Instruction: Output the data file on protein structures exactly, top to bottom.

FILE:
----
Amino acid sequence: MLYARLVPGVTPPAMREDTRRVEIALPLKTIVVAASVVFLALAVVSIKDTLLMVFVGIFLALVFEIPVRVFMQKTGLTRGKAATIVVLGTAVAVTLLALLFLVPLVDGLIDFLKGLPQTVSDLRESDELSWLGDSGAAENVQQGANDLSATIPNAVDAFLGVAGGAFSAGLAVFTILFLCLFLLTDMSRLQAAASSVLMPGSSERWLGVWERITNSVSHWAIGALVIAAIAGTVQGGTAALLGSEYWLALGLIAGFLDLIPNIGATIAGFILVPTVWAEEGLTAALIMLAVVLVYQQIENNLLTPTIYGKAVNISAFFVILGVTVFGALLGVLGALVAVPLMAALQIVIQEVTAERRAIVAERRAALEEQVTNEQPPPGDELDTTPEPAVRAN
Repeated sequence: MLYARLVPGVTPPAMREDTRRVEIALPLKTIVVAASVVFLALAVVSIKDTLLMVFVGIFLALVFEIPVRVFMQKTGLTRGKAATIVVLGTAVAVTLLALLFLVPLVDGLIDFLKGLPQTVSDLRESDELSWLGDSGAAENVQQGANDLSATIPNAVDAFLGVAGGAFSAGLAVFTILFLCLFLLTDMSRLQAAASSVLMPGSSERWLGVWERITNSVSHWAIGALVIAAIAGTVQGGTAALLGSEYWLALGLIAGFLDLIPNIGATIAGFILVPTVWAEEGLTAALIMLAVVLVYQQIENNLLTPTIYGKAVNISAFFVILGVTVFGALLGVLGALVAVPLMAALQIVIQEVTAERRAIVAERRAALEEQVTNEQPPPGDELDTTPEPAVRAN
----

Amino acid sequence: MLYARLVPGVTPPAMREDTRRVEIALPLKTIVVAASVVFLALAVVSIKDTLLMVFVGIFLALVFEIPVRVFMQKTGLTRGKAATIVVLGTAVAVTLLALLFLVPLVDGLIDFLKGLPQTVSDLRESDELSWLGDSGAAENVQQGANDLSATIPNAVDAFLGVAGGAFSAGLAVFTILFLCLFLLTDMSRLQAAASSVLMPGSSERWLGVWERITNSVSHWAIGALVIAAIAGTVQGGTAALLGSEYWLALGLIAGFLDLIPNIGATIAGFILVPTVWAEEGLTAALIMLAVVLVYQQIENNLLTPTIYGKAVNISAFFVILGVTVFGALLGVLGALVAVPLMAALQIVIQEVTAERRAIVAERRAALEEQVTNEQPPPGDELDTTPEPAVRAN
Repeated sequence: MLYARLVPGVTPPAMREDTRRVEIALPLKTIVVAASVVFLALAVVSIKDTLLMVFVGIFLALVFEIPVRVFMQKTGLTRGKAATIVVLGTAVAVTLLALLFLVPLVDGLIDFLKGLPQTVSDLRESDELSWLGDSGAAENVQQGANDLSATIPNAVDAFLGVAGGAFSAGLAVFTILFLCLFLLTDMSRLQAAASSVLMPGSSERWLGVWERITNSVSHWAIGALVIAAIAGTVQGGTAALLGSEYWLALGLIAGFLDLIPNIGATIAGFILVPTVWAEEGLTAALIMLAVVLVYQQIENNLLTPTIYGKAVNISAFFVILGVTVFGALLGVLGALVAVPLMAALQIVIQEVTAERRAIVAERRAALEEQVTNEQPPPGDELDTTPEPAVRAN